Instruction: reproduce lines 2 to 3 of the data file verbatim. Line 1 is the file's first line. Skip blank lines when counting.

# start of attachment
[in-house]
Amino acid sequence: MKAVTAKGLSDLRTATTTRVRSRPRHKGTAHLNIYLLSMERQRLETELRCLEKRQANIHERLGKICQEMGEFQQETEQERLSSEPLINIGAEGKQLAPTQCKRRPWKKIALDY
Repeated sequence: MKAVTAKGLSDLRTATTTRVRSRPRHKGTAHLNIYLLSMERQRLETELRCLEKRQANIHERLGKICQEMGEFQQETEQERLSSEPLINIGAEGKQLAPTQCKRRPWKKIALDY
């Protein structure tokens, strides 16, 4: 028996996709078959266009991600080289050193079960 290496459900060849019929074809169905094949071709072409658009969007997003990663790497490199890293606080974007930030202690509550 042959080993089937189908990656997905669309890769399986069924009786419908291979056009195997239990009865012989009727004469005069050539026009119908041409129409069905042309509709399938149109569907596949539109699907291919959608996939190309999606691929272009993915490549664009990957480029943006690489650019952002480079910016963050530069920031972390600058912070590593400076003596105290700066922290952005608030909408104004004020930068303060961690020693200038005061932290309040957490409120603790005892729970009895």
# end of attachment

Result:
Amino acid sequence: MKAVTAKGLSDLRTATTTRVRSRPRHKGTAHLNIYLLSMERQRLETELRCLEKRQANIHERLGKICQEMGEFQQETEQERLSSEPLINIGAEGKQLAPTQCKRRPWKKIALDY
Repeated sequence: MKAVTAKGLSDLRTATTTRVRSRPRHKGTAHLNIYLLSMERQRLETELRCLEKRQANIHERLGKICQEMGEFQQETEQERLSSEPLINIGAEGKQLAPTQCKRRPWKKIALDY